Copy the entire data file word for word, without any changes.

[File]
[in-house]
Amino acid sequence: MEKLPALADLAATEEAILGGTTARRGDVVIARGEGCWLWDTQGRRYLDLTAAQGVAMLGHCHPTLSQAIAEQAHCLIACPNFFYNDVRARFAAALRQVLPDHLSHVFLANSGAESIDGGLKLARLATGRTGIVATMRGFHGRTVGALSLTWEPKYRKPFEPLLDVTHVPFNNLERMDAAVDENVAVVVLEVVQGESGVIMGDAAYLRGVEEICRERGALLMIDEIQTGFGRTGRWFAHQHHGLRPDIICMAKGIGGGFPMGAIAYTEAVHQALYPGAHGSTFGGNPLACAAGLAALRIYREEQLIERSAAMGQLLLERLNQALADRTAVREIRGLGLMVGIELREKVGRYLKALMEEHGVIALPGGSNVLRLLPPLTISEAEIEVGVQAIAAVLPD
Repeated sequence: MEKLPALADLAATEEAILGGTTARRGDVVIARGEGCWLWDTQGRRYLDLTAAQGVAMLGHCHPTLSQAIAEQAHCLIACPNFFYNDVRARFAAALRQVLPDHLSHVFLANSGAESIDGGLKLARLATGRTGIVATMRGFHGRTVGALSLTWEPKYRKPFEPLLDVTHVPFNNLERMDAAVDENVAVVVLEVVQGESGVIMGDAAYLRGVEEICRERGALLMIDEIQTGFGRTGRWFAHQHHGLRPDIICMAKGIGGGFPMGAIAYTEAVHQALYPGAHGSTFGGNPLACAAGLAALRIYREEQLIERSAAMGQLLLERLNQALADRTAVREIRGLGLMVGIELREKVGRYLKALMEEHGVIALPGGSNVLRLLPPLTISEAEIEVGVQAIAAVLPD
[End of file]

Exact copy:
[in-house]
Amino acid sequence: MEKLPALADLAATEEAILGGTTARRGDVVIARGEGCWLWDTQGRRYLDLTAAQGVAMLGHCHPTLSQAIAEQAHCLIACPNFFYNDVRARFAAALRQVLPDHLSHVFLANSGAESIDGGLKLARLATGRTGIVATMRGFHGRTVGALSLTWEPKYRKPFEPLLDVTHVPFNNLERMDAAVDENVAVVVLEVVQGESGVIMGDAAYLRGVEEICRERGALLMIDEIQTGFGRTGRWFAHQHHGLRPDIICMAKGIGGGFPMGAIAYTEAVHQALYPGAHGSTFGGNPLACAAGLAALRIYREEQLIERSAAMGQLLLERLNQALADRTAVREIRGLGLMVGIELREKVGRYLKALMEEHGVIALPGGSNVLRLLPPLTISEAEIEVGVQAIAAVLPD
Repeated sequence: MEKLPALADLAATEEAILGGTTARRGDVVIARGEGCWLWDTQGRRYLDLTAAQGVAMLGHCHPTLSQAIAEQAHCLIACPNFFYNDVRARFAAALRQVLPDHLSHVFLANSGAESIDGGLKLARLATGRTGIVATMRGFHGRTVGALSLTWEPKYRKPFEPLLDVTHVPFNNLERMDAAVDENVAVVVLEVVQGESGVIMGDAAYLRGVEEICRERGALLMIDEIQTGFGRTGRWFAHQHHGLRPDIICMAKGIGGGFPMGAIAYTEAVHQALYPGAHGSTFGGNPLACAAGLAALRIYREEQLIERSAAMGQLLLERLNQALADRTAVREIRGLGLMVGIELREKVGRYLKALMEEHGVIALPGGSNVLRLLPPLTISEAEIEVGVQAIAAVLPD